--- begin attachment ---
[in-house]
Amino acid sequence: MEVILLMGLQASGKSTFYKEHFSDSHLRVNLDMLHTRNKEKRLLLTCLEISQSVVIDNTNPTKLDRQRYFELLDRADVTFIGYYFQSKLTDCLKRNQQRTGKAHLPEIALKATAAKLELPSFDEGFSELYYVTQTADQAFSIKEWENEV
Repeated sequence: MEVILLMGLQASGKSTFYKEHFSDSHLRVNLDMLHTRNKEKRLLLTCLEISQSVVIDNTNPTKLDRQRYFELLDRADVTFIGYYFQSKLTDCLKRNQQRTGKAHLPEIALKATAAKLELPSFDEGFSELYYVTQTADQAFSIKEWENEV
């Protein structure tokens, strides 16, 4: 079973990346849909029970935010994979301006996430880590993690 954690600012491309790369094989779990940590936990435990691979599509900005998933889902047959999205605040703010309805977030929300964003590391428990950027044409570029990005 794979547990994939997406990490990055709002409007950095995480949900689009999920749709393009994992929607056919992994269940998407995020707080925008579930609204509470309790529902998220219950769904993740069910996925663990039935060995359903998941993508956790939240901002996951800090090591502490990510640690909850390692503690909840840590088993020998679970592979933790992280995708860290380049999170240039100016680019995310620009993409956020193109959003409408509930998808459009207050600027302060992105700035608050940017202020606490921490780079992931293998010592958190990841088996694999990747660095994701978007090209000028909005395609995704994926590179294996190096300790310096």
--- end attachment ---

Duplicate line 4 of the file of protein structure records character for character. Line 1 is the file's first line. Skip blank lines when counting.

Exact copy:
């Protein structure tokens, strides 16, 4: 079973990346849909029970935010994979301006996430880590993690 954690600012491309790369094989779990940590936990435990691979599509900005998933889902047959999205605040703010309805977030929300964003590391428990950027044409570029990005 794979547990994939997406990490990055709002409007950095995480949900689009999920749709393009994992929607056919992994269940998407995020707080925008579930609204509470309790529902998220219950769904993740069910996925663990039935060995359903998941993508956790939240901002996951800090090591502490990510640690909850390692503690909840840590088993020998679970592979933790992280995708860290380049999170240039100016680019995310620009993409956020193109959003409408509930998808459009207050600027302060992105700035608050940017202020606490921490780079992931293998010592958190990841088996694999990747660095994701978007090209000028909005395609995704994926590179294996190096300790310096």